Presentation Notes for WSMTA Conference * June 18, 2013
“The Road Less Traveled: Discovering Alternatives to the Suzuki Method for Young Beginner Violinists and Mapping Their Progress”
Method Web Sites:
Colourstrings Adaptation: www.gdaemusic.com
Adventures in Violinland (Shirley Givens)
Mark O’Connor Method at Shar Music
Bring a violinist to your school or educational program for a fascinating presentation on the history & music of the violin!
As featured in the Kitsap Sun.
Take a musical journey from the dawn of civilization to the present day and see how people in cultures all over the world have been making music on stringed instruments for thousands of years! A multimedia hands-on presentation with sights and sounds from ancient Asia to renaissance Italy, the Roma people of eastern Europe, Scotch-Irish fiddle tunes and their migration to Appalachia and the pioneer trails, and even modern electric instruments featured in cutting-edge pop music.
Standard presentation length is about 40 minutes, not including Q&A time at the end.
Jane is an experienced presenter with a love for bringing kids & music together. Here are some comments from students:
- I liked touching the bow and the resin. I have never touched a bow before! I really liked your music. I think you should do it again.
- Thank you for sharing your violin. You taught me stuff that I never knew before. You did an awesome job!
- I enjoyed listening to music, asking questions and looking at things you brought. I love orchestras and hope to join one one day.
- It was really thrilling to hear and watch you! I liked the bow and the information you told us. Also I like the sound the violin makes!
- My favorite part of your performance was when you played all those songs on your violin for us.
- I could listen to you all day but we weren’t allowed to.
- Thanks for the wonderfully planned presentation. The history of the violin is very interesting!
- I enjoyed it when you played some Italian songs on your violin. I especially liked it when you played some of the pioneer songs. It sounded wonderful.
- When you played the violin I could picture people dancing to the music. I felt like getting up and dancing.
- I loved all of the songs that you played and if I had three thumbs I would give you three thumbs up.
- Please come back and share your lovely beautiful music.
And from their teacher:
The history, examples of music and songs played were all so fascinating! The students’ engagement showed how much they enjoyed and learned from you.
Contact Jane to schedule a presentation. Email “jane AT melinmusicstudio.com” or call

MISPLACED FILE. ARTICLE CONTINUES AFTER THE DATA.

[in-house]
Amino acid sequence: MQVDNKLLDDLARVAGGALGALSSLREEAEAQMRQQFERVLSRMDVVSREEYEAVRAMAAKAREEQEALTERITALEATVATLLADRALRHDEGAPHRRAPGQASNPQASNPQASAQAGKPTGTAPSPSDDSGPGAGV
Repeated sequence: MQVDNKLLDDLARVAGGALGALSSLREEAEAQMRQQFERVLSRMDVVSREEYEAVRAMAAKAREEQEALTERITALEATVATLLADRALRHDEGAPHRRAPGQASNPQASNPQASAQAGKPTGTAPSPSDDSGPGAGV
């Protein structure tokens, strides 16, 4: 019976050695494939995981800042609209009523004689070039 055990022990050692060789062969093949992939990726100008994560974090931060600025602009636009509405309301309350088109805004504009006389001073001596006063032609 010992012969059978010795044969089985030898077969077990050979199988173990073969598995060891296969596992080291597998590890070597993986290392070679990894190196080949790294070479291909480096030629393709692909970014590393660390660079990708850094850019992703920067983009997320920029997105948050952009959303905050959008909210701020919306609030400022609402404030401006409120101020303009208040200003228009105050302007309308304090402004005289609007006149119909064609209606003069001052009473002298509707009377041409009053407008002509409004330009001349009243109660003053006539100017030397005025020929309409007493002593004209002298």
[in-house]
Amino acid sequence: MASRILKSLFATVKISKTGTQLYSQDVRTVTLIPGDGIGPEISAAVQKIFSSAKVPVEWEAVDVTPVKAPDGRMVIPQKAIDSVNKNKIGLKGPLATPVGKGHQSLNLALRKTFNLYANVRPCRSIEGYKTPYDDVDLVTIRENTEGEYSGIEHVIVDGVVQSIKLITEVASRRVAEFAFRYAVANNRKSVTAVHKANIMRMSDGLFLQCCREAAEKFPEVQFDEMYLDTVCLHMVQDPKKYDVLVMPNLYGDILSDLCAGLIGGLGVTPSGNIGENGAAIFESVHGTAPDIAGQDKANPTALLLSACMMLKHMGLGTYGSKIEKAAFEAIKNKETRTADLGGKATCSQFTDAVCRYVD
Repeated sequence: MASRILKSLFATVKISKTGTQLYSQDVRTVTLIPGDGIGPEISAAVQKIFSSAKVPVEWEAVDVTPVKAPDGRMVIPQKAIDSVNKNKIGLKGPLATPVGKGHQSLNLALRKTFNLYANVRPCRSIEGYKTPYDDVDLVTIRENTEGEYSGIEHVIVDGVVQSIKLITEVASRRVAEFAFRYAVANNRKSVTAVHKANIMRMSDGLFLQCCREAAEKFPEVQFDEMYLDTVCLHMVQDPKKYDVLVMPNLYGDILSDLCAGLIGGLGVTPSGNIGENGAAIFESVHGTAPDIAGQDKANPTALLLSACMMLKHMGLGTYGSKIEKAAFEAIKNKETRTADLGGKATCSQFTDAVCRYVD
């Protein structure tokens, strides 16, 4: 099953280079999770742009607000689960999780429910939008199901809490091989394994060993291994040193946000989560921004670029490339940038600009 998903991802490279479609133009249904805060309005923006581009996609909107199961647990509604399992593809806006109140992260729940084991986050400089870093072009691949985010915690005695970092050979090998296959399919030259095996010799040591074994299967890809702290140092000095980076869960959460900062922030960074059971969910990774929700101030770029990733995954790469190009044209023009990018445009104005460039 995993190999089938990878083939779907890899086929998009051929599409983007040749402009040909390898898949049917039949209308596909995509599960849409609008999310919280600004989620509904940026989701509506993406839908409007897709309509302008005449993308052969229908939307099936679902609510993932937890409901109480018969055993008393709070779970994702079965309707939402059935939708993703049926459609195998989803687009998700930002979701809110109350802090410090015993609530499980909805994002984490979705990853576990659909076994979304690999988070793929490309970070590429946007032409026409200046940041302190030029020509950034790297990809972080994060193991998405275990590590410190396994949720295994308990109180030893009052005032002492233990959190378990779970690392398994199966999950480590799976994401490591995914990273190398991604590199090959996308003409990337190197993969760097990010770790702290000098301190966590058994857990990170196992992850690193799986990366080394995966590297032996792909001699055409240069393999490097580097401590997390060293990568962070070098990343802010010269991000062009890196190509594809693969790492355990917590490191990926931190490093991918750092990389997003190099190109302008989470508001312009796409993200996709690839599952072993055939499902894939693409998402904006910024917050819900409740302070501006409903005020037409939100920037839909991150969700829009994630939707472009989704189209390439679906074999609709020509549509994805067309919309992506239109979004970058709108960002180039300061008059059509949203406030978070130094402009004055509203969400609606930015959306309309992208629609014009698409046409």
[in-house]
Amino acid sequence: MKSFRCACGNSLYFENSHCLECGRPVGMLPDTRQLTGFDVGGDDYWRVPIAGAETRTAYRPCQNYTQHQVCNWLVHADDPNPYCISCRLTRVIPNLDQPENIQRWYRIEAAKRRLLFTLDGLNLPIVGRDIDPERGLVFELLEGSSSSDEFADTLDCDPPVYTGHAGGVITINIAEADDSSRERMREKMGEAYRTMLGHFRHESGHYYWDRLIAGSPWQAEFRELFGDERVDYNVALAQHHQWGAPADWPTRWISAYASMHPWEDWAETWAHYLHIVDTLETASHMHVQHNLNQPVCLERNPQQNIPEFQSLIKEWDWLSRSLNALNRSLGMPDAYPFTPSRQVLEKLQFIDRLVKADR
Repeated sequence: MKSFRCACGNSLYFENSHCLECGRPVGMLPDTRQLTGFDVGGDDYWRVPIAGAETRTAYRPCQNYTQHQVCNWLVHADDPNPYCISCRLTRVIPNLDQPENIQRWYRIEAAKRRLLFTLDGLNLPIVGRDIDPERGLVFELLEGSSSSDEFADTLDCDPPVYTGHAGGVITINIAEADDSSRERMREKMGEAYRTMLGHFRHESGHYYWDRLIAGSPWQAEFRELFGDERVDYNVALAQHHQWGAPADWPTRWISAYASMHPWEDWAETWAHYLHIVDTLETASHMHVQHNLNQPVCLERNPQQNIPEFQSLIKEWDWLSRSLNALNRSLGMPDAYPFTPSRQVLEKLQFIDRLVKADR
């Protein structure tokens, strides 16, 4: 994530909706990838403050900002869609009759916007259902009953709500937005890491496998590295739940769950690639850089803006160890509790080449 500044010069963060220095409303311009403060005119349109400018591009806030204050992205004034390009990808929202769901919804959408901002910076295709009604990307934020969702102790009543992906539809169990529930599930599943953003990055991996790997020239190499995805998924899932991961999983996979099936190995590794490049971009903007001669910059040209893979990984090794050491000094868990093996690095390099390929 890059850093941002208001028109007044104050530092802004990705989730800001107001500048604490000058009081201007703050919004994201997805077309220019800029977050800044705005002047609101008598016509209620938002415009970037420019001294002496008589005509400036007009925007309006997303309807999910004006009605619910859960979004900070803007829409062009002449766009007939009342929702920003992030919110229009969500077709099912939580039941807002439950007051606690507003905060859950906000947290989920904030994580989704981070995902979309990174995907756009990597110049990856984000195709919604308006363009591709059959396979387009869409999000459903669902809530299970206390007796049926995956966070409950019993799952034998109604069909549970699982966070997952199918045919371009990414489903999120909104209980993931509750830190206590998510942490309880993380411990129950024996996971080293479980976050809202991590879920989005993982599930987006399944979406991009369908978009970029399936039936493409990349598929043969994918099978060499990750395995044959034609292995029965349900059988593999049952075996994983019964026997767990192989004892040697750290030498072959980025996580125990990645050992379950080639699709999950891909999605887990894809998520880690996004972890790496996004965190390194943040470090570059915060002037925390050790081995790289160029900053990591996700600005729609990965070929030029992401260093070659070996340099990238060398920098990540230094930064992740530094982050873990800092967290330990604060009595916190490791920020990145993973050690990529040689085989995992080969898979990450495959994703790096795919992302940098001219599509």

Strings, Reeds and Creative Seeds at Suquamish Elementary
(Kitsap Sun article)
Suquamish Elementary third-graders get a classical (music) education, thanks to Bremerton Symphony members.Derek Sheppard, Saturday, February 3, 2007, Suquamish
The notes from Bill Karr’s bassoon got lower, lower and still lower until one hand raised slowly in the classroom.
It wasn’t a student’s hand, though. Amid laughter from the third- and fourth-grade students, a rubber glove Karr had fastened to the top of bassoon filled with air and raised itself.
The demonstration came during a series or performances by area musicians at Suquamish Elementary School.
The brief performances were a preview for the Suquamish kids, who’ll join students from around Kitsap County on Tuesday for a special kid-friendly concert by the Bremerton Symphony at Bremerton High School.
Inside two classrooms, musicians told humorous, informative stories to the children about how instruments make their sounds and played songs.
After Karr blew the glove from his bassoon, his wife, Marilyn, told the children about her husband’s instrument.
“That’s often called the clown of the orchestra,” she said.
In the other classroom, Jane Melin, a violin player for the Bremerton Symphony, told the kids about the history of her instrument and played a few songs.
“I want to make it more real for them,” Melin said of classical music.
Suquamish students got the special music lessons after Melin, who has a son at the school, offered to give a presentation. Other teachers started talking with friends, and Bill Karr, also with the symphony, came, too. Marilyn Karr and Sally Zajonc lent their expertise, though they don’t play with the symphony.
“There’s nothing like going to the symphony,” said third- and fourth-grade teacher Ellie Wrigley.